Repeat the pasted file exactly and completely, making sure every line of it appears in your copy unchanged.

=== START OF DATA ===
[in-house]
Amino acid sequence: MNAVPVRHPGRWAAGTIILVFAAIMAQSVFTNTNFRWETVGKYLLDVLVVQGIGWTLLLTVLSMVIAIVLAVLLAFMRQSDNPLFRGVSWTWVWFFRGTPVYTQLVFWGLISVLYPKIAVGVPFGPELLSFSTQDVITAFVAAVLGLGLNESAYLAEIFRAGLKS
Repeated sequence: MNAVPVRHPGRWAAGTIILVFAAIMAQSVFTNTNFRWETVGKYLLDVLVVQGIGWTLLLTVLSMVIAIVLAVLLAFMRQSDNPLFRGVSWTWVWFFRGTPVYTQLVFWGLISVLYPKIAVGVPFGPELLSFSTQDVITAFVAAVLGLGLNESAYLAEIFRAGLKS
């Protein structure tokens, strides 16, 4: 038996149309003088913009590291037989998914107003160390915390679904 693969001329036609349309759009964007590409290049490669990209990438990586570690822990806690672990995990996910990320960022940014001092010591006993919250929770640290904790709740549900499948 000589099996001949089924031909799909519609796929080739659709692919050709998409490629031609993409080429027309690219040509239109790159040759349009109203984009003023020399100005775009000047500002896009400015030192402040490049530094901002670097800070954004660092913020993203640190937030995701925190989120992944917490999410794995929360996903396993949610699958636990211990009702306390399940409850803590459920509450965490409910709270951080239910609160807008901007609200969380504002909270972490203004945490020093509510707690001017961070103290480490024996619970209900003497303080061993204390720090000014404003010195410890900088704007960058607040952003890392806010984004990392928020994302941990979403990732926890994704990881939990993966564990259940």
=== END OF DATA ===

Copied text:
[in-house]
Amino acid sequence: MNAVPVRHPGRWAAGTIILVFAAIMAQSVFTNTNFRWETVGKYLLDVLVVQGIGWTLLLTVLSMVIAIVLAVLLAFMRQSDNPLFRGVSWTWVWFFRGTPVYTQLVFWGLISVLYPKIAVGVPFGPELLSFSTQDVITAFVAAVLGLGLNESAYLAEIFRAGLKS
Repeated sequence: MNAVPVRHPGRWAAGTIILVFAAIMAQSVFTNTNFRWETVGKYLLDVLVVQGIGWTLLLTVLSMVIAIVLAVLLAFMRQSDNPLFRGVSWTWVWFFRGTPVYTQLVFWGLISVLYPKIAVGVPFGPELLSFSTQDVITAFVAAVLGLGLNESAYLAEIFRAGLKS
């Protein structure tokens, strides 16, 4: 038996149309003088913009590291037989998914107003160390915390679904 693969001329036609349309759009964007590409290049490669990209990438990586570690822990806690672990995990996910990320960022940014001092010591006993919250929770640290904790709740549900499948 000589099996001949089924031909799909519609796929080739659709692919050709998409490629031609993409080429027309690219040509239109790159040759349009109203984009003023020399100005775009000047500002896009400015030192402040490049530094901002670097800070954004660092913020993203640190937030995701925190989120992944917490999410794995929360996903396993949610699958636990211990009702306390399940409850803590459920509450965490409910709270951080239910609160807008901007609200969380504002909270972490203004945490020093509510707690001017961070103290480490024996619970209900003497303080061993204390720090000014404003010195410890900088704007960058607040952003890392806010984004990392928020994302941990979403990732926890994704990881939990993966564990259940």